Sunday, June 24, 2007
(06-24) 04:00 PDT Baghdad -- Iraq's parliament agreed Saturday to cut its summer holiday in half, and some observers said a deal had been reached on a law to share the country's oil wealth.
Both legislative developments were small signs that the government of Prime Minister Nouri al-Maliki was creeping toward meeting White House demands to show political progress and stem sectarian violence that continues to claim Iraqi and U.S. lives.
Before the vote to extend its session, the parliament was scheduled to recess for July and August. Iraqi lawmakers denied that the decision to continue working through the end of July was due to American pressure and said they were trying to make progress on legislation. But some U.S. leaders, including Defense Secretary Robert Gates, have visited Iraq recently to tell lawmakers they should not recess while the United States was in the midst of its troop buildup.
Although the apparent agreement on oil revenue sharing is the first sign of tangible progress in months, Iraqis have announced agreements before, only to see legislation stall. So there were no guarantees the deals struck Saturday will result in concrete measures.
In hopes of easing violence, U.S. officials had been pushing for the Iraqi parliament to pass an oil revenue-sharing law, set a date for new provincial elections, agree on constitutional reforms and approve legislation easing government-employment and benefits restrictions on members of the ousted Baath regime.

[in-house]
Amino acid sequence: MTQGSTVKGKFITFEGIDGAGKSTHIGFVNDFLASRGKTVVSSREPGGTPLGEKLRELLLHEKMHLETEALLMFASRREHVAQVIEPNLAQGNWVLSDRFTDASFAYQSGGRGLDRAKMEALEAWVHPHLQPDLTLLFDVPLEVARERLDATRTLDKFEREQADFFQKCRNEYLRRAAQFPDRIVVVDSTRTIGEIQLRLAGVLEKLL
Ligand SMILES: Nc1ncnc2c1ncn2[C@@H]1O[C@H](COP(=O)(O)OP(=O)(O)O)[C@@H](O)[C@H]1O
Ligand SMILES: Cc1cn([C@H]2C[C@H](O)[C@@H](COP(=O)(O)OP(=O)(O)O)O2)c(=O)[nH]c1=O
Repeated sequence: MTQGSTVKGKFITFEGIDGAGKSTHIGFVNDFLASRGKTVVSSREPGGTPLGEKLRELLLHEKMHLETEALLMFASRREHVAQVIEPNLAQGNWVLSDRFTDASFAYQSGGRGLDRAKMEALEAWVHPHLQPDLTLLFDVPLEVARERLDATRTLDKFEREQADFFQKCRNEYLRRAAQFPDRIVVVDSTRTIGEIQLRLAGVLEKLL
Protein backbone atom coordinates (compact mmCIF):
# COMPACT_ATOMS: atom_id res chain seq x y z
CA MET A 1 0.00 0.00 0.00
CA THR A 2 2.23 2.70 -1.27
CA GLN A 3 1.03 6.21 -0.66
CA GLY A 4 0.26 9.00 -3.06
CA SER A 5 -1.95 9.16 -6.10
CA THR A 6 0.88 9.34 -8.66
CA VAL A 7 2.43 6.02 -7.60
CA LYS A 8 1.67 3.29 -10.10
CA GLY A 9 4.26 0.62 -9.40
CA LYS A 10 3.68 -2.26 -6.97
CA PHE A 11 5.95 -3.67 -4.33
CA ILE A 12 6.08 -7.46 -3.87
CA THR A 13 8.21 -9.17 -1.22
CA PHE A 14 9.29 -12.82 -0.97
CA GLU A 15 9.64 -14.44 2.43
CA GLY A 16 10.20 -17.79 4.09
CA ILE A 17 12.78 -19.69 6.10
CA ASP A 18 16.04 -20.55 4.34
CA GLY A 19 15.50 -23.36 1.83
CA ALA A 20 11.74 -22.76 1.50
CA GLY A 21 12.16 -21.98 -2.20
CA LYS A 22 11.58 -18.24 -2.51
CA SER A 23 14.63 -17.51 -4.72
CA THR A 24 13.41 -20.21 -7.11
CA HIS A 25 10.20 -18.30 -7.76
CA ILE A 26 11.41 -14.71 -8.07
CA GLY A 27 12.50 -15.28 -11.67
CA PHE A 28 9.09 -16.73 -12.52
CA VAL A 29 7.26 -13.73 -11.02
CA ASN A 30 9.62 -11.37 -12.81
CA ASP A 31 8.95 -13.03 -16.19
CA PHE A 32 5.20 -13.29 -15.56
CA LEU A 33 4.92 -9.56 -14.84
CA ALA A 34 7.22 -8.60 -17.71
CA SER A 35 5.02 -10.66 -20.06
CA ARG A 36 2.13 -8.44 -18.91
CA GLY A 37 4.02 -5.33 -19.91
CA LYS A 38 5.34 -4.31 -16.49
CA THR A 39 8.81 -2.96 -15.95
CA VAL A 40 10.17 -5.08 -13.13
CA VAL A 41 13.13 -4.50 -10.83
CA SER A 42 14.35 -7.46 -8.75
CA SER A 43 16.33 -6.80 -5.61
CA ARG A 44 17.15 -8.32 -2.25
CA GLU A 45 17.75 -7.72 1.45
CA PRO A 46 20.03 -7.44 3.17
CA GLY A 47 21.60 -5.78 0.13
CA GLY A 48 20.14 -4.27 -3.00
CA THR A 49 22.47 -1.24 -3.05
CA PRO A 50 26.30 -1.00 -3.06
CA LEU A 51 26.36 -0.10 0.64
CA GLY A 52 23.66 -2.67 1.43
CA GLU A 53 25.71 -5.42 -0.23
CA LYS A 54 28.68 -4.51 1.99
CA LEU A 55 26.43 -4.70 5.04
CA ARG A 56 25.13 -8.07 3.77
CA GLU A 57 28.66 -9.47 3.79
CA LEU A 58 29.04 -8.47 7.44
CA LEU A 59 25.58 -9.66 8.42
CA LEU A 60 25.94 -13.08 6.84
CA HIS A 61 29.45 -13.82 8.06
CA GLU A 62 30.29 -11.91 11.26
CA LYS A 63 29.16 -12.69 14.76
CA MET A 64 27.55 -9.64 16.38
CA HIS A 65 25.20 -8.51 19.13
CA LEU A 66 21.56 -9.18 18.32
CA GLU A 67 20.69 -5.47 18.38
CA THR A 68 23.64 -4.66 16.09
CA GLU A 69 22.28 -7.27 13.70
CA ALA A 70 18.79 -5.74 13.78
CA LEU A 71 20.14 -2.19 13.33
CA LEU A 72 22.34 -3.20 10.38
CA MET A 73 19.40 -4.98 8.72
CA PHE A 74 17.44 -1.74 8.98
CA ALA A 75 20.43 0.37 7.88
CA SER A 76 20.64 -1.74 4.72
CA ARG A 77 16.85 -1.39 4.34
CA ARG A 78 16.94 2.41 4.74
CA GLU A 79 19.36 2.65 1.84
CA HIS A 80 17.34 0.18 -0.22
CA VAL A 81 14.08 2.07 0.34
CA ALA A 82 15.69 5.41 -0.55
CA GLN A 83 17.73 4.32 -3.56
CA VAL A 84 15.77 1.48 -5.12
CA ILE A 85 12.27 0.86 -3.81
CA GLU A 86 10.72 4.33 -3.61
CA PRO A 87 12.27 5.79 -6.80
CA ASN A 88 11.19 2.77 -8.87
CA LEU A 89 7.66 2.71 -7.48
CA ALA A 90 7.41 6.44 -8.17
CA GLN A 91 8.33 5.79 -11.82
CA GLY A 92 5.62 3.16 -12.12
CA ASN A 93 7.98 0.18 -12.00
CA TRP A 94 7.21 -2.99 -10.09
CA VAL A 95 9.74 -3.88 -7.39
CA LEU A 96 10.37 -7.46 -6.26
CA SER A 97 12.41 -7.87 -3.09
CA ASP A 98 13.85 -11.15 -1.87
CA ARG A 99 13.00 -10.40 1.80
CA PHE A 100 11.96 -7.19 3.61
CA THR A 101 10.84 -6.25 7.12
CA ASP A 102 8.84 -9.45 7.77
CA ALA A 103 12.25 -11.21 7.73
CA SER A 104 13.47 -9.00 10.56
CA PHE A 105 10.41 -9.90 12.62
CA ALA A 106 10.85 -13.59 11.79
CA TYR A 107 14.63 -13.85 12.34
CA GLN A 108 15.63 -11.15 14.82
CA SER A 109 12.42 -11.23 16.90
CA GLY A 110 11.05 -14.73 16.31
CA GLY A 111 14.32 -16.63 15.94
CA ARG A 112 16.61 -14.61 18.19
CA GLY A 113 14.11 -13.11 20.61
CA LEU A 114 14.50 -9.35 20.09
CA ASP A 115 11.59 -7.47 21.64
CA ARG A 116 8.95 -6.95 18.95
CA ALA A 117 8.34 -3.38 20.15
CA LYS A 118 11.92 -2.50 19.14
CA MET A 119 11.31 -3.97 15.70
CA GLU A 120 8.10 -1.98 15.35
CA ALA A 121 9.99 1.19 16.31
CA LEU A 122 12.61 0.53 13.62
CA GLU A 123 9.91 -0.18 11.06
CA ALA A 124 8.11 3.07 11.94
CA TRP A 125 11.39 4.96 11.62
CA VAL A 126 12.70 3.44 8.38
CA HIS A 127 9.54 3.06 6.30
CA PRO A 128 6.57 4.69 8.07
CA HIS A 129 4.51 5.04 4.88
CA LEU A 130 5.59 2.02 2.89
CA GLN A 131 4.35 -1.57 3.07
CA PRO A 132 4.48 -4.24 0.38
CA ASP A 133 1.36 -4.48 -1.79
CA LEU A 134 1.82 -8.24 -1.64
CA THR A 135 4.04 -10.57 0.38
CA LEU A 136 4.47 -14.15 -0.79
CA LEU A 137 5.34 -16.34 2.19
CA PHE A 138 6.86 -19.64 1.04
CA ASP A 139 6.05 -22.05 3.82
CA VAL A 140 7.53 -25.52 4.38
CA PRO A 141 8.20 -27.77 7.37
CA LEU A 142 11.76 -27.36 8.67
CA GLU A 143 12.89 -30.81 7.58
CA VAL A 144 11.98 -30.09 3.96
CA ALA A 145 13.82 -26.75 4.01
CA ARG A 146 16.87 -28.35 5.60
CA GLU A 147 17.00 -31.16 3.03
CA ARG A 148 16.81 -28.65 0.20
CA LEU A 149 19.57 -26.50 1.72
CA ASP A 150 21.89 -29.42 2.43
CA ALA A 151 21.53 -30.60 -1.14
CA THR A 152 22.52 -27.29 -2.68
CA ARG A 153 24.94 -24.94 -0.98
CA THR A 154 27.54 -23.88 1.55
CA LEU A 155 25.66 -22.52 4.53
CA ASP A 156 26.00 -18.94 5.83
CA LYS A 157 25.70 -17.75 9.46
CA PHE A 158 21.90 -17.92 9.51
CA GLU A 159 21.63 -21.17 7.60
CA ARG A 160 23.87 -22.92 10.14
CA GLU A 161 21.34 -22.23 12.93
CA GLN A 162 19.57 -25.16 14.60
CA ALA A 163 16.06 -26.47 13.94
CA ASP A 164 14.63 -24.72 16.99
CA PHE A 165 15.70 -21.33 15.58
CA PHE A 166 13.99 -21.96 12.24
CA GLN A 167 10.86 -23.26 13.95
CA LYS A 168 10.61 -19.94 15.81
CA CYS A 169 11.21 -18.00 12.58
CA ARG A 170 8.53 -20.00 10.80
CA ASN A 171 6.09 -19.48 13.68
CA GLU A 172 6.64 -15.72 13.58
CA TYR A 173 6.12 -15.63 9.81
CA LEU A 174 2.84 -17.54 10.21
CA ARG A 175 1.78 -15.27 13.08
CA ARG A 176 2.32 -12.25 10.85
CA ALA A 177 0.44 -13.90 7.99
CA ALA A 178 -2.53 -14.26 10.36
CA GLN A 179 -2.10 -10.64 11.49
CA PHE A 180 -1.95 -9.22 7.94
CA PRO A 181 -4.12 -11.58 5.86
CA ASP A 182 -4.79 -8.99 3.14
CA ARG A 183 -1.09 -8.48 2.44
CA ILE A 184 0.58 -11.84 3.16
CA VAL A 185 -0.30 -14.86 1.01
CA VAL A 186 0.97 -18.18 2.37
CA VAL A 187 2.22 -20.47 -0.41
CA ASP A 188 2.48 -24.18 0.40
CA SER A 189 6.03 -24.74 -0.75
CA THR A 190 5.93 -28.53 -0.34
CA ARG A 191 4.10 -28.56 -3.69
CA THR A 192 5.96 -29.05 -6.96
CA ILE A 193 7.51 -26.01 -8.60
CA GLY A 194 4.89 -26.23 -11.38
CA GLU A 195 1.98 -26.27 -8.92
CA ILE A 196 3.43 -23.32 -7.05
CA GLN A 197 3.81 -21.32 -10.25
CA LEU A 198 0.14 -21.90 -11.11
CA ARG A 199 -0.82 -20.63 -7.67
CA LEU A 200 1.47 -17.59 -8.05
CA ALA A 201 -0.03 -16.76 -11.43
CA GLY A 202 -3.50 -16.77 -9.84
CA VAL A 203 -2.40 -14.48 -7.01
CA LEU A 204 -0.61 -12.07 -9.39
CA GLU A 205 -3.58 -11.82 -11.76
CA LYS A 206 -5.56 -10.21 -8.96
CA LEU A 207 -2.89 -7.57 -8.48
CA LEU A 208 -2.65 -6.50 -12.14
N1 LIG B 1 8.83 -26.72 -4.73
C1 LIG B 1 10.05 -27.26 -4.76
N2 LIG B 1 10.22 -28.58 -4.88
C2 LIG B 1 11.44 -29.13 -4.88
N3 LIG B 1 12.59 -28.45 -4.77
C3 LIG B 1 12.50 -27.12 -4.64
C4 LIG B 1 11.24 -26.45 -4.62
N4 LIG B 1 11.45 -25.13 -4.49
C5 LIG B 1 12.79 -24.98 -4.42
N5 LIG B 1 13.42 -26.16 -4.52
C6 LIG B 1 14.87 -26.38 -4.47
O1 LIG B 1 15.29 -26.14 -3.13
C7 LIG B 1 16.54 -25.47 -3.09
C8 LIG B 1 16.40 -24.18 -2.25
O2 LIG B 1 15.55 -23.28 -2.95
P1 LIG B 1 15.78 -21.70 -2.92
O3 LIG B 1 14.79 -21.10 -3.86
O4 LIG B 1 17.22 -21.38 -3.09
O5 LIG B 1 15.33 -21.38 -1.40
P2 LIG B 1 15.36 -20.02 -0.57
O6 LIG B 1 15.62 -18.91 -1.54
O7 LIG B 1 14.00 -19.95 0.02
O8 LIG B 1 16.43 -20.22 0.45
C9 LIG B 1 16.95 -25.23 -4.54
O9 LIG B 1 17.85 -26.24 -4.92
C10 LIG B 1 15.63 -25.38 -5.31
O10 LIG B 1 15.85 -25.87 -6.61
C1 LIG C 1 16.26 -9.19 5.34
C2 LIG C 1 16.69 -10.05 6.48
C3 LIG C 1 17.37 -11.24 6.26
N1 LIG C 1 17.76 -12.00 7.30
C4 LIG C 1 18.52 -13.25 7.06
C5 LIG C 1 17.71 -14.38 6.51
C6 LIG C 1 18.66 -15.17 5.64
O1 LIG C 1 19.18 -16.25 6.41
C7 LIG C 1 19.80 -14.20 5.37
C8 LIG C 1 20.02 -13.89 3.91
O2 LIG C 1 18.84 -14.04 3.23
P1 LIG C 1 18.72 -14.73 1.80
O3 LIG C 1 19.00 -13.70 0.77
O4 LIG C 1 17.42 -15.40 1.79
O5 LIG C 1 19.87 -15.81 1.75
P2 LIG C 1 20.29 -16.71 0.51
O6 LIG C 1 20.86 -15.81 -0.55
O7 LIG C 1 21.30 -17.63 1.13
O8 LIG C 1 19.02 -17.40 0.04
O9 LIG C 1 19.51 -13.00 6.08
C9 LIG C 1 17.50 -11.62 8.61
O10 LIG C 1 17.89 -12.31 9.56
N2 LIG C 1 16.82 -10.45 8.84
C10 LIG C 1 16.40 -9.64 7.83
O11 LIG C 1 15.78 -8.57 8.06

The oil law is the only goal that has appeared achievable, although it has yet to be introduced in parliament. Some Kurdish and Shiite Muslim members of parliament said Saturday they had reached agreement over how to divide the oil revenue.
"The (Shiite) United Iraqi Alliance together with the Kurds have agreed to this law," said Wail Abdul Lateef, a Cabinet member who is part of the secular political coalition headed by former interim Prime Minister Ayad Allawi. "This law is very important for Iraq, which is living under enormous poverty even though its citizens are living over a gold lake."
The Kurdish and Shiite blocs control about 80 percent of parliament. Mahmoud Othman, a Kurdish member of parliament, said there are several outstanding issues under debate in the oil legislation, including the power of a state-run oil company. But he has said that the Kurdistan regional government had agreed to take 17 percent of the oil wealth.
U.S. officials remain cautiously optimistic that the oil law will pass this summer.
Approving the law would show that the central government can function and provide an important first agreement for the sects and regions to divide and share the country's wealth, a U.S. embassy official said last week.